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| summit_session_leader_email1 = ceng@Veracode.com
  
| summit_session_leader_name2 = Chris Eng
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| summit_session_leader_name2 = Chris Wysopal
| summit_session_leader_email2 = ceng@Veracode.com
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| summit_session_leader_email2 = cwysopal@Veracode.com
  
 
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Revision as of 15:34, 22 January 2011

Global Summit 2011 Home Page
Global Summit 2011 Tracks

WS. metrics.jpg Counting and scoring application security defects
Please see/use the 'discussion' page for more details about this Working Session
Working Sessions Operational Rules - Please see here the general frame of rules.
WORKING SESSION IDENTIFICATION
Short Work Session Description One of the biggest challenges of running an application security program is assembling the vulnerability findings from disparate tools, services, and consultants in a meaningful fashion. There are numerous standards for classifying vulnerabilities but little agreement on severity, exploitability, and/or business impact. One consultant may subjectively rate a vulnerability as critical while another will call it moderate. Some tools will attempt to gauge exploitability levels (which can be a black art in and of itself), others won't. Tools use everything from CWE to the OWASP Top Ten to the WASC TC to CAPEC. Security consultants often disregard vulnerability classification taxonomies in favor of their own "proprietary" systems. Sophisticated organizations may create their own internal system for normalizing output, but others can't afford to undertake such an effort. Until tool vendors and service providers can standardize on one methodology -- or maybe a couple -- for counting and scoring application defects, they are doing their customers a disservice.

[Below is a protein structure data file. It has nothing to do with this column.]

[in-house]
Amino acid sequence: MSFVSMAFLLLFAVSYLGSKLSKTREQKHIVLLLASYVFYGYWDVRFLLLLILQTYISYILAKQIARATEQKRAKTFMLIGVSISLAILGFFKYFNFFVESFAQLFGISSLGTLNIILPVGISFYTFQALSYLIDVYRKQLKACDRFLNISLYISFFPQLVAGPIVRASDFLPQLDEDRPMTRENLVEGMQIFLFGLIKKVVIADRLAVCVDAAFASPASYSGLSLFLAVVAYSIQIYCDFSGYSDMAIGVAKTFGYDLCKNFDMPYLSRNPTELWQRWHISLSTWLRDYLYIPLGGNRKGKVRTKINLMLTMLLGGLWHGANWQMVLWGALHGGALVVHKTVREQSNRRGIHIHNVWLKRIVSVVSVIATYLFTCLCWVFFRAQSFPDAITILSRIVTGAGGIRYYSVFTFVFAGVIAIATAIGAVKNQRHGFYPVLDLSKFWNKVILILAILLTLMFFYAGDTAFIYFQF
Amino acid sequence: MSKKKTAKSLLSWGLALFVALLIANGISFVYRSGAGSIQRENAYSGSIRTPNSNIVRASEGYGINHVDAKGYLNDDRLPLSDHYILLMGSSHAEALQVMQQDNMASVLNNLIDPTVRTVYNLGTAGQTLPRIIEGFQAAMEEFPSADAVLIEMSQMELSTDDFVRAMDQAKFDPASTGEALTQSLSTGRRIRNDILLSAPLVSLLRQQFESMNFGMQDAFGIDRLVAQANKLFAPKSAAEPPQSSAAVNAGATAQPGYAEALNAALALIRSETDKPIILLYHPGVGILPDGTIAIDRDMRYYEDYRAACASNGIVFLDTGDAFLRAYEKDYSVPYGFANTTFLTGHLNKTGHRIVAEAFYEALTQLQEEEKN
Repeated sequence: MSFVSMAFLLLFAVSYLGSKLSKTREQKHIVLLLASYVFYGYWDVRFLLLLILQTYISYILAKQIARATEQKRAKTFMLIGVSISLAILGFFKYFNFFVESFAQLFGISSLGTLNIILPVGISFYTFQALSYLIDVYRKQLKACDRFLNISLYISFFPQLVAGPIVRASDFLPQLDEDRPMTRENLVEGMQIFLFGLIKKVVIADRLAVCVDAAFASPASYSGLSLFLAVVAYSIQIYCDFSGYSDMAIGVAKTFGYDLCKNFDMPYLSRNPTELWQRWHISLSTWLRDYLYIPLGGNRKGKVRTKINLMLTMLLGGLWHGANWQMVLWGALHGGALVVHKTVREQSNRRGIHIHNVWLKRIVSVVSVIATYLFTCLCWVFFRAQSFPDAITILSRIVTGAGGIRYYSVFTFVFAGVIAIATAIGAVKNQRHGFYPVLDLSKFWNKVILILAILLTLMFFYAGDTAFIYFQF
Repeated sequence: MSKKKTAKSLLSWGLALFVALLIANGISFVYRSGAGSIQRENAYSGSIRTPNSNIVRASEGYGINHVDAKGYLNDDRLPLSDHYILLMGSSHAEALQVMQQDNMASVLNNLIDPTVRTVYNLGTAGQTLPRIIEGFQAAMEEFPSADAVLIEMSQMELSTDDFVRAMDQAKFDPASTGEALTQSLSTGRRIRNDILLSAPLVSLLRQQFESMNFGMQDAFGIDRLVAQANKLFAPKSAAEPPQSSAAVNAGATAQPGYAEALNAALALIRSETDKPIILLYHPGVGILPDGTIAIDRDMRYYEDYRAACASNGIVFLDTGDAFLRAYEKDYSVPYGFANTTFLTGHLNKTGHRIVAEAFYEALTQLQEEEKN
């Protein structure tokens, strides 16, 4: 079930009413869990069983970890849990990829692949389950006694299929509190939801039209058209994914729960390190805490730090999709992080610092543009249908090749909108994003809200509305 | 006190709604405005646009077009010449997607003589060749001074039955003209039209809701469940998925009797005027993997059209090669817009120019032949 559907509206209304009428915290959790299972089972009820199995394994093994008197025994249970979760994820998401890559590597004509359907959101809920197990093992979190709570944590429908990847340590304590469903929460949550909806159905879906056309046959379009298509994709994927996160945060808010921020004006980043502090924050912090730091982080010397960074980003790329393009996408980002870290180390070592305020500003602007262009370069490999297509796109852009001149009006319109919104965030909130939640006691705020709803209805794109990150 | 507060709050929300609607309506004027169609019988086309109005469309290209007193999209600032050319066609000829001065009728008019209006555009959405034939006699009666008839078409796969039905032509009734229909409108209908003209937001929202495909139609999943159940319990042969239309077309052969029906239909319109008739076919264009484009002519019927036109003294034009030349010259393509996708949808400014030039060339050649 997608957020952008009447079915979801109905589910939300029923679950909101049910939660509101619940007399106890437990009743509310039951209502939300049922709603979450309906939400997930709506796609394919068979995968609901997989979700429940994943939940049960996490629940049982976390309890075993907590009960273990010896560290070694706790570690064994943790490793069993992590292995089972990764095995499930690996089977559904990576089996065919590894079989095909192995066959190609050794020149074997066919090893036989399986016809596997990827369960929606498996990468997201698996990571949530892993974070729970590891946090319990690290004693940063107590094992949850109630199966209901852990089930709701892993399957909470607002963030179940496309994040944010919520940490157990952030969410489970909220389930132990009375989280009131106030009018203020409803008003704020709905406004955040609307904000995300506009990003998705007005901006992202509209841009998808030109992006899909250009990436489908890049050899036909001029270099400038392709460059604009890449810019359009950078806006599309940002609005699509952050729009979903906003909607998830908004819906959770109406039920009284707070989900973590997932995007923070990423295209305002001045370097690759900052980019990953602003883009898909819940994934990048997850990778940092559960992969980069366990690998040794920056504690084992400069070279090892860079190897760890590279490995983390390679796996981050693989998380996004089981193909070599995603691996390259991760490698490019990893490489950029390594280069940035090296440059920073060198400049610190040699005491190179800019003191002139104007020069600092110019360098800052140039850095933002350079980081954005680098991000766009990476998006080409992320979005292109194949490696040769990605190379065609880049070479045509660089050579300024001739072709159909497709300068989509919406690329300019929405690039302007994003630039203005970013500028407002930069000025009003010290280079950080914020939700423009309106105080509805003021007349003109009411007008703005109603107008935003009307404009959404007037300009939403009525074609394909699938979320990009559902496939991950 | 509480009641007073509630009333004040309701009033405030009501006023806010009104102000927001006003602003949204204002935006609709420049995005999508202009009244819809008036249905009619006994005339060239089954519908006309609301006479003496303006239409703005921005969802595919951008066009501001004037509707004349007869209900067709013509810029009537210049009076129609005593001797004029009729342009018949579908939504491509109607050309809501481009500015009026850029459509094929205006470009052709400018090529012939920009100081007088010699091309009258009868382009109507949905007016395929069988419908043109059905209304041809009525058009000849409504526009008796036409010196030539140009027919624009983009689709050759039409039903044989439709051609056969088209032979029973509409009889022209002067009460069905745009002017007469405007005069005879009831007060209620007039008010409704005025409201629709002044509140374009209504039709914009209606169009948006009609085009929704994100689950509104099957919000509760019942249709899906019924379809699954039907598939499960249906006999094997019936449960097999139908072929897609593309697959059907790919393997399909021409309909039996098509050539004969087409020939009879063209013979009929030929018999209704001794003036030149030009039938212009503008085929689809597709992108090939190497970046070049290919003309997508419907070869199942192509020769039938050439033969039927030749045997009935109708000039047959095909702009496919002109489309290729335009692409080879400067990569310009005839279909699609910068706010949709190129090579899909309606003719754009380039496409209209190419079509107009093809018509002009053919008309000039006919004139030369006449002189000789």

Related Projects (if any)


Email Contacts & Roles Chair
Chris Eng @
Chris Wysopal @
Operational Manager
Mailing list
Subscription Page
WORKING SESSION SPECIFICS
Objectives
  1. Discuss existing methods for counting and scoring defects, by vendors who volunteer to share their methodologies.
  2. Discuss advantages and disadvantages of a standardized approach.
  3. Discuss the CWSS 0.1 draft and how it might be incorporated into a standard.

Venue/Date&Time/Model Venue/Room
OWASP Global Summit Portugal 2011
Date & Time


Discussion Model
participants and attendees

WORKING SESSION OPERATIONAL RESOURCES
Projector, whiteboards, markers, Internet connectivity, power

WORKING SESSION ADDITIONAL DETAILS
WORKING SESSION OUTCOMES / DELIVERABLES
Proposed by Working Group Approved by OWASP Board

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Working Session Participants

(Add you name by clicking "edit" on the tab on the upper left side of this page)

WORKING SESSION PARTICIPANTS
Name Company Notes & reason for participating, issues to be discussed/addressed
Jason Taylor @


Justin Clarke @
Gotham Digital Science